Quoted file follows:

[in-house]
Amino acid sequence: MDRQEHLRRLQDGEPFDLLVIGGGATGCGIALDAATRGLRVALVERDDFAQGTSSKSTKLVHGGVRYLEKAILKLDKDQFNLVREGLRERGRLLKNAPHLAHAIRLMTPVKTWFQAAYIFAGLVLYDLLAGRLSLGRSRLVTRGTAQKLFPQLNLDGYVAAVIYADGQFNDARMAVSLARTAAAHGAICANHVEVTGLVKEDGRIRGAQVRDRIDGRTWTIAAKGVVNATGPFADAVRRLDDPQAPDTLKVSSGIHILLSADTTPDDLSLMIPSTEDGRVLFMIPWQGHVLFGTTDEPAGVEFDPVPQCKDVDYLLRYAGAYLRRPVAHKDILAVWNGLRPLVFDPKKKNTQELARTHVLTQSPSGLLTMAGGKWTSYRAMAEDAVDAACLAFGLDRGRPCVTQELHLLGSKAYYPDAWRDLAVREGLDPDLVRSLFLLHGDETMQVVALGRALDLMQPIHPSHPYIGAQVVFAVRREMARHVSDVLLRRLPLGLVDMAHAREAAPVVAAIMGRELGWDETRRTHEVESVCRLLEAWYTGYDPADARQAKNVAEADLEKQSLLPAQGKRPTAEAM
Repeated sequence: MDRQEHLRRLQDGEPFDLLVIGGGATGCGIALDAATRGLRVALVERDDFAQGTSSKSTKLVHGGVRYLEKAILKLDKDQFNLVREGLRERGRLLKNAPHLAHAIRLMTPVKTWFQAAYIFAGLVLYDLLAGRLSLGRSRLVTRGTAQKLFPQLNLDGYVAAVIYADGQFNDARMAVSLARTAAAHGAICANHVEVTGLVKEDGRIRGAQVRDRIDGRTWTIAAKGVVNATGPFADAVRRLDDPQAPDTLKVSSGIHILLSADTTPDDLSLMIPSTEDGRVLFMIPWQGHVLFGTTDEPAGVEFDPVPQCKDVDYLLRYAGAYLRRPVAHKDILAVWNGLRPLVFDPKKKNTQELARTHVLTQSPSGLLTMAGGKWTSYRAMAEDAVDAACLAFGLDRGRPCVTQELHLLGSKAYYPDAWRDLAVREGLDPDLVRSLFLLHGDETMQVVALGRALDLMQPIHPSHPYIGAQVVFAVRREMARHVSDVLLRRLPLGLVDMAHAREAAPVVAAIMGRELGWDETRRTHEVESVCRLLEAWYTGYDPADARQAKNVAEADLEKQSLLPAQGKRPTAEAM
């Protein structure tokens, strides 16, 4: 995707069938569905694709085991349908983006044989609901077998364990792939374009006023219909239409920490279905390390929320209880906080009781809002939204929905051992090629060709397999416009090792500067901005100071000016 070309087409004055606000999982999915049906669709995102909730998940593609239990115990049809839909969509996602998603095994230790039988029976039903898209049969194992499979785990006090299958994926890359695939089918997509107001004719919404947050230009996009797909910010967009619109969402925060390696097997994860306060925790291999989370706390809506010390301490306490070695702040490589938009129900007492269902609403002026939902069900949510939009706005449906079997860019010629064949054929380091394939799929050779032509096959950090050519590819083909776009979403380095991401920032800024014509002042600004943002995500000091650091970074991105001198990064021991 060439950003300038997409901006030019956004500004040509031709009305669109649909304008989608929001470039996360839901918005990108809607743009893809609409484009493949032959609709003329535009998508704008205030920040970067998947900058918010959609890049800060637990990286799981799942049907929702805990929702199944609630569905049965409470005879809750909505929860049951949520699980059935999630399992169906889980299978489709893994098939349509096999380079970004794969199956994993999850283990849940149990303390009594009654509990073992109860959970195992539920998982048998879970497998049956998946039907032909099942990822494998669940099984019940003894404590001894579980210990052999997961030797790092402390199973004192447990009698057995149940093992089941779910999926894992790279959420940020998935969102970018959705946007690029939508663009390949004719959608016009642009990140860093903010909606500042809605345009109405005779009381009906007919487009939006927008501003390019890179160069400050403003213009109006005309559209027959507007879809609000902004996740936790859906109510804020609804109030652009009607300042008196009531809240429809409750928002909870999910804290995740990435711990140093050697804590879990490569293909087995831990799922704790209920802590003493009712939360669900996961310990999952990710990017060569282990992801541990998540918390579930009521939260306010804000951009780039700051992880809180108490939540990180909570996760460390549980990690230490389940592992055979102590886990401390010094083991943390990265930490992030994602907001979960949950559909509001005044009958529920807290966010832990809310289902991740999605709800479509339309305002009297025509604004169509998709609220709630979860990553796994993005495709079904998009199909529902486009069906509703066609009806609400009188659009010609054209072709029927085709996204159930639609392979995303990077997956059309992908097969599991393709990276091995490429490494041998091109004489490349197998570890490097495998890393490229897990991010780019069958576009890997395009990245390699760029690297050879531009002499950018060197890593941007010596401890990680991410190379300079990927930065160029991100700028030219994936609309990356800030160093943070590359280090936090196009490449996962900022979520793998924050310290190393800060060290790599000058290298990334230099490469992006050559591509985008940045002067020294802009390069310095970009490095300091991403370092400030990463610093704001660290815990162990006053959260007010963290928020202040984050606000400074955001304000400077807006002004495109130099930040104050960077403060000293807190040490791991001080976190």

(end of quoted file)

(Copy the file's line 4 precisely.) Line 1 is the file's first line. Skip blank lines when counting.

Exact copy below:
């Protein structure tokens, strides 16, 4: 995707069938569905694709085991349908983006044989609901077998364990792939374009006023219909239409920490279905390390929320209880906080009781809002939204929905051992090629060709397999416009090792500067901005100071000016 070309087409004055606000999982999915049906669709995102909730998940593609239990115990049809839909969509996602998603095994230790039988029976039903898209049969194992499979785990006090299958994926890359695939089918997509107001004719919404947050230009996009797909910010967009619109969402925060390696097997994860306060925790291999989370706390809506010390301490306490070695702040490589938009129900007492269902609403002026939902069900949510939009706005449906079997860019010629064949054929380091394939799929050779032509096959950090050519590819083909776009979403380095991401920032800024014509002042600004943002995500000091650091970074991105001198990064021991 060439950003300038997409901006030019956004500004040509031709009305669109649909304008989608929001470039996360839901918005990108809607743009893809609409484009493949032959609709003329535009998508704008205030920040970067998947900058918010959609890049800060637990990286799981799942049907929702805990929702199944609630569905049965409470005879809750909505929860049951949520699980059935999630399992169906889980299978489709893994098939349509096999380079970004794969199956994993999850283990849940149990303390009594009654509990073992109860959970195992539920998982048998879970497998049956998946039907032909099942990822494998669940099984019940003894404590001894579980210990052999997961030797790092402390199973004192447990009698057995149940093992089941779910999926894992790279959420940020998935969102970018959705946007690029939508663009390949004719959608016009642009990140860093903010909606500042809605345009109405005779009381009906007919487009939006927008501003390019890179160069400050403003213009109006005309559209027959507007879809609000902004996740936790859906109510804020609804109030652009009607300042008196009531809240429809409750928002909870999910804290995740990435711990140093050697804590879990490569293909087995831990799922704790209920802590003493009712939360669900996961310990999952990710990017060569282990992801541990998540918390579930009521939260306010804000951009780039700051992880809180108490939540990180909570996760460390549980990690230490389940592992055979102590886990401390010094083991943390990265930490992030994602907001979960949950559909509001005044009958529920807290966010832990809310289902991740999605709800479509339309305002009297025509604004169509998709609220709630979860990553796994993005495709079904998009199909529902486009069906509703066609009806609400009188659009010609054209072709029927085709996204159930639609392979995303990077997956059309992908097969599991393709990276091995490429490494041998091109004489490349197998570890490097495998890393490229897990991010780019069958576009890997395009990245390699760029690297050879531009002499950018060197890593941007010596401890990680991410190379300079990927930065160029991100700028030219994936609309990356800030160093943070590359280090936090196009490449996962900022979520793998924050310290190393800060060290790599000058290298990334230099490469992006050559591509985008940045002067020294802009390069310095970009490095300091991403370092400030990463610093704001660290815990162990006053959260007010963290928020202040984050606000400074955001304000400077807006002004495109130099930040104050960077403060000293807190040490791991001080976190």